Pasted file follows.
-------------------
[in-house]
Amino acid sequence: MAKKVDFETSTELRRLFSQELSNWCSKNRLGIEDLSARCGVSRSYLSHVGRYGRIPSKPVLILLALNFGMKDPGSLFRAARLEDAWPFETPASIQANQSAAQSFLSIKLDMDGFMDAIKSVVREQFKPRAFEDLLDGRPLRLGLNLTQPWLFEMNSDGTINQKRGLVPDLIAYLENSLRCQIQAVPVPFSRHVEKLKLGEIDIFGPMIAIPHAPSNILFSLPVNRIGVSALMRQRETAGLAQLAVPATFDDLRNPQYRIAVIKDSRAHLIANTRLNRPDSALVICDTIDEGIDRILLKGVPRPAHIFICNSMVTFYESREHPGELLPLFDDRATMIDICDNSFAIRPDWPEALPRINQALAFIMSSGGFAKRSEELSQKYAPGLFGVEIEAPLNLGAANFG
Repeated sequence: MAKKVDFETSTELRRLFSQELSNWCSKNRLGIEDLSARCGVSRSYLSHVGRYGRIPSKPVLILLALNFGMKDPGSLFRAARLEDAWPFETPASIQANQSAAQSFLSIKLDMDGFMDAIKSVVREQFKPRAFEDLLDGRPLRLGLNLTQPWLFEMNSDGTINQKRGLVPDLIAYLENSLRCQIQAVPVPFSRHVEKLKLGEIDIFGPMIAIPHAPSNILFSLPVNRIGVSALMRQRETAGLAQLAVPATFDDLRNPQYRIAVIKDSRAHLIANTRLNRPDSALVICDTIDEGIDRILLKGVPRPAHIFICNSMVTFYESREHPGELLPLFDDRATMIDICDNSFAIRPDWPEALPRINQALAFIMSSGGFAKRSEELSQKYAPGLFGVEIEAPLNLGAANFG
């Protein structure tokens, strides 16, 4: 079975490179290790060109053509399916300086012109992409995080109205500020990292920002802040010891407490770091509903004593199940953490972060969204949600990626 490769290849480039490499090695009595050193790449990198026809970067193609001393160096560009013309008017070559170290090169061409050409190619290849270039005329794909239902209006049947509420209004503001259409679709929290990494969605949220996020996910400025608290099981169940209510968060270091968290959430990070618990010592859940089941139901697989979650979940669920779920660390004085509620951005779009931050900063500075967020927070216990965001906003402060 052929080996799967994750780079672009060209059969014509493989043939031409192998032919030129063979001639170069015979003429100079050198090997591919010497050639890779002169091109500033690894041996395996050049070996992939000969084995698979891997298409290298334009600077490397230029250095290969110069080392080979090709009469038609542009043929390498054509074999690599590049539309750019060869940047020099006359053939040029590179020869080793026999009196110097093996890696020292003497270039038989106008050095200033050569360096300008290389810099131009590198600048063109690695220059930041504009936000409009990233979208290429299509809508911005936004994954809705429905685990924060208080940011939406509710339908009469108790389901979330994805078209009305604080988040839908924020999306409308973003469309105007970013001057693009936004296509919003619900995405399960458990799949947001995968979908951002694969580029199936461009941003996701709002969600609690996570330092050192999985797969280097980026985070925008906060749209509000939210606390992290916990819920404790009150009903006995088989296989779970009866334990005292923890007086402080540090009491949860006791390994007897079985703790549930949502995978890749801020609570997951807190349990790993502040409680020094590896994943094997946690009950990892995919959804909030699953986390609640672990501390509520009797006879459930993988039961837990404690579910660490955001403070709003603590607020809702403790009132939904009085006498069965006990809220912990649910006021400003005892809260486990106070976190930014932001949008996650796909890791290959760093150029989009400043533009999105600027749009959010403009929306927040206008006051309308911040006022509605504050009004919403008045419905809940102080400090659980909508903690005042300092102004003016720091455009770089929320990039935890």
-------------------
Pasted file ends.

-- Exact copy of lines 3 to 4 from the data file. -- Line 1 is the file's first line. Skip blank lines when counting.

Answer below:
Repeated sequence: MAKKVDFETSTELRRLFSQELSNWCSKNRLGIEDLSARCGVSRSYLSHVGRYGRIPSKPVLILLALNFGMKDPGSLFRAARLEDAWPFETPASIQANQSAAQSFLSIKLDMDGFMDAIKSVVREQFKPRAFEDLLDGRPLRLGLNLTQPWLFEMNSDGTINQKRGLVPDLIAYLENSLRCQIQAVPVPFSRHVEKLKLGEIDIFGPMIAIPHAPSNILFSLPVNRIGVSALMRQRETAGLAQLAVPATFDDLRNPQYRIAVIKDSRAHLIANTRLNRPDSALVICDTIDEGIDRILLKGVPRPAHIFICNSMVTFYESREHPGELLPLFDDRATMIDICDNSFAIRPDWPEALPRINQALAFIMSSGGFAKRSEELSQKYAPGLFGVEIEAPLNLGAANFG
């Protein structure tokens, strides 16, 4: 079975490179290790060109053509399916300086012109992409995080109205500020990292920002802040010891407490770091509903004593199940953490972060969204949600990626 490769290849480039490499090695009595050193790449990198026809970067193609001393160096560009013309008017070559170290090169061409050409190619290849270039005329794909239902209006049947509420209004503001259409679709929290990494969605949220996020996910400025608290099981169940209510968060270091968290959430990070618990010592859940089941139901697989979650979940669920779920660390004085509620951005779009931050900063500075967020927070216990965001906003402060 052929080996799967994750780079672009060209059969014509493989043939031409192998032919030129063979001639170069015979003429100079050198090997591919010497050639890779002169091109500033690894041996395996050049070996992939000969084995698979891997298409290298334009600077490397230029250095290969110069080392080979090709009469038609542009043929390498054509074999690599590049539309750019060869940047020099006359053939040029590179020869080793026999009196110097093996890696020292003497270039038989106008050095200033050569360096300008290389810099131009590198600048063109690695220059930041504009936000409009990233979208290429299509809508911005936004994954809705429905685990924060208080940011939406509710339908009469108790389901979330994805078209009305604080988040839908924020999306409308973003469309105007970013001057693009936004296509919003619900995405399960458990799949947001995968979908951002694969580029199936461009941003996701709002969600609690996570330092050192999985797969280097980026985070925008906060749209509000939210606390992290916990819920404790009150009903006995088989296989779970009866334990005292923890007086402080540090009491949860006791390994007897079985703790549930949502995978890749801020609570997951807190349990790993502040409680020094590896994943094997946690009950990892995919959804909030699953986390609640672990501390509520009797006879459930993988039961837990404690579910660490955001403070709003603590607020809702403790009132939904009085006498069965006990809220912990649910006021400003005892809260486990106070976190930014932001949008996650796909890791290959760093150029989009400043533009999105600027749009959010403009929306927040206008006051309308911040006022509605504050009004919403008045419905809940102080400090659980909508903690005042300092102004003016720091455009770089929320990039935890």